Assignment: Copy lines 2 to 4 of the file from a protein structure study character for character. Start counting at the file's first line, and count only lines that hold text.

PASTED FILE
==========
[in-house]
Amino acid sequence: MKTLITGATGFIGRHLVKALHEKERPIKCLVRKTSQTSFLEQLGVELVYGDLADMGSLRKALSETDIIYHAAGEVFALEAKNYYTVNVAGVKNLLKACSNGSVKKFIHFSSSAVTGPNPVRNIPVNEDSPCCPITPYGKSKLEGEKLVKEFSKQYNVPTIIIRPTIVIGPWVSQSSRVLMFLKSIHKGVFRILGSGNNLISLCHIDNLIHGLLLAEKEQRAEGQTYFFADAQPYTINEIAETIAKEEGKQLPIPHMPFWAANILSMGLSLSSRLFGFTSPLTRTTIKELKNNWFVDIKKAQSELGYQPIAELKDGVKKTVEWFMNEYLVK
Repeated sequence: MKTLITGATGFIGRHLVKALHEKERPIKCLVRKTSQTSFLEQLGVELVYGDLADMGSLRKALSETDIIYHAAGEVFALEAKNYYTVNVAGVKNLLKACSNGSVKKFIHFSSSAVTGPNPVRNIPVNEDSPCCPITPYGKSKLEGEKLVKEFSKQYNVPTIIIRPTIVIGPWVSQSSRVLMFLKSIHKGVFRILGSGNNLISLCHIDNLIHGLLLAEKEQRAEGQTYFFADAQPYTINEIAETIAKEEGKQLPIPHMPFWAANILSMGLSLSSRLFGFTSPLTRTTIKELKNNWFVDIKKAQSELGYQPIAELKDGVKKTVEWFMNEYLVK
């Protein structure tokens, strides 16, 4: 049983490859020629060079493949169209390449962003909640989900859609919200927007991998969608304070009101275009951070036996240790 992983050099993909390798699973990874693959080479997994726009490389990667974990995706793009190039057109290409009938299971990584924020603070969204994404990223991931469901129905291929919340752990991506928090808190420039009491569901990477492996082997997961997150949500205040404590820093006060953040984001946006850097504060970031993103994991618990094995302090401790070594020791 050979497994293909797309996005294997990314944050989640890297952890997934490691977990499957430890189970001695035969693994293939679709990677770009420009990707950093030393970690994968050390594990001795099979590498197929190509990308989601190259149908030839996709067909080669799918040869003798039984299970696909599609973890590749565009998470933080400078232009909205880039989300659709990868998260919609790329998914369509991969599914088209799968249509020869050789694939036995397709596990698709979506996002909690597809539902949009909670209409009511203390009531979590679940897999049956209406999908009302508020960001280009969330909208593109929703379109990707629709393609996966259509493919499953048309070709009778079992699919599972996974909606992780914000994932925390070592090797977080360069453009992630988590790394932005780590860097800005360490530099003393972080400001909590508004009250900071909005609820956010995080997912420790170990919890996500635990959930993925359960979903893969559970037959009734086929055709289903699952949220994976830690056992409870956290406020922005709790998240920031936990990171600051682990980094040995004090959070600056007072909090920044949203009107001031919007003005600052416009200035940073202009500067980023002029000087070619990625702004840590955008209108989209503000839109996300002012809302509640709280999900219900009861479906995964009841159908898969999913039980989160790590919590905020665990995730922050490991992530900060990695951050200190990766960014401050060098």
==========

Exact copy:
Amino acid sequence: MKTLITGATGFIGRHLVKALHEKERPIKCLVRKTSQTSFLEQLGVELVYGDLADMGSLRKALSETDIIYHAAGEVFALEAKNYYTVNVAGVKNLLKACSNGSVKKFIHFSSSAVTGPNPVRNIPVNEDSPCCPITPYGKSKLEGEKLVKEFSKQYNVPTIIIRPTIVIGPWVSQSSRVLMFLKSIHKGVFRILGSGNNLISLCHIDNLIHGLLLAEKEQRAEGQTYFFADAQPYTINEIAETIAKEEGKQLPIPHMPFWAANILSMGLSLSSRLFGFTSPLTRTTIKELKNNWFVDIKKAQSELGYQPIAELKDGVKKTVEWFMNEYLVK
Repeated sequence: MKTLITGATGFIGRHLVKALHEKERPIKCLVRKTSQTSFLEQLGVELVYGDLADMGSLRKALSETDIIYHAAGEVFALEAKNYYTVNVAGVKNLLKACSNGSVKKFIHFSSSAVTGPNPVRNIPVNEDSPCCPITPYGKSKLEGEKLVKEFSKQYNVPTIIIRPTIVIGPWVSQSSRVLMFLKSIHKGVFRILGSGNNLISLCHIDNLIHGLLLAEKEQRAEGQTYFFADAQPYTINEIAETIAKEEGKQLPIPHMPFWAANILSMGLSLSSRLFGFTSPLTRTTIKELKNNWFVDIKKAQSELGYQPIAELKDGVKKTVEWFMNEYLVK
């Protein structure tokens, strides 16, 4: 049983490859020629060079493949169209390449962003909640989900859609919200927007991998969608304070009101275009951070036996240790 992983050099993909390798699973990874693959080479997994726009490389990667974990995706793009190039057109290409009938299971990584924020603070969204994404990223991931469901129905291929919340752990991506928090808190420039009491569901990477492996082997997961997150949500205040404590820093006060953040984001946006850097504060970031993103994991618990094995302090401790070594020791 050979497994293909797309996005294997990314944050989640890297952890997934490691977990499957430890189970001695035969693994293939679709990677770009420009990707950093030393970690994968050390594990001795099979590498197929190509990308989601190259149908030839996709067909080669799918040869003798039984299970696909599609973890590749565009998470933080400078232009909205880039989300659709990868998260919609790329998914369509991969599914088209799968249509020869050789694939036995397709596990698709979506996002909690597809539902949009909670209409009511203390009531979590679940897999049956209406999908009302508020960001280009969330909208593109929703379109990707629709393609996966259509493919499953048309070709009778079992699919599972996974909606992780914000994932925390070592090797977080360069453009992630988590790394932005780590860097800005360490530099003393972080400001909590508004009250900071909005609820956010995080997912420790170990919890996500635990959930993925359960979903893969559970037959009734086929055709289903699952949220994976830690056992409870956290406020922005709790998240920031936990990171600051682990980094040995004090959070600056007072909090920044949203009107001031919007003005600052416009200035940073202009500067980023002029000087070619990625702004840590955008209108989209503000839109996300002012809302509640709280999900219900009861479906995964009841159908898969999913039980989160790590919590905020665990995730922050490991992530900060990695951050200190990766960014401050060098």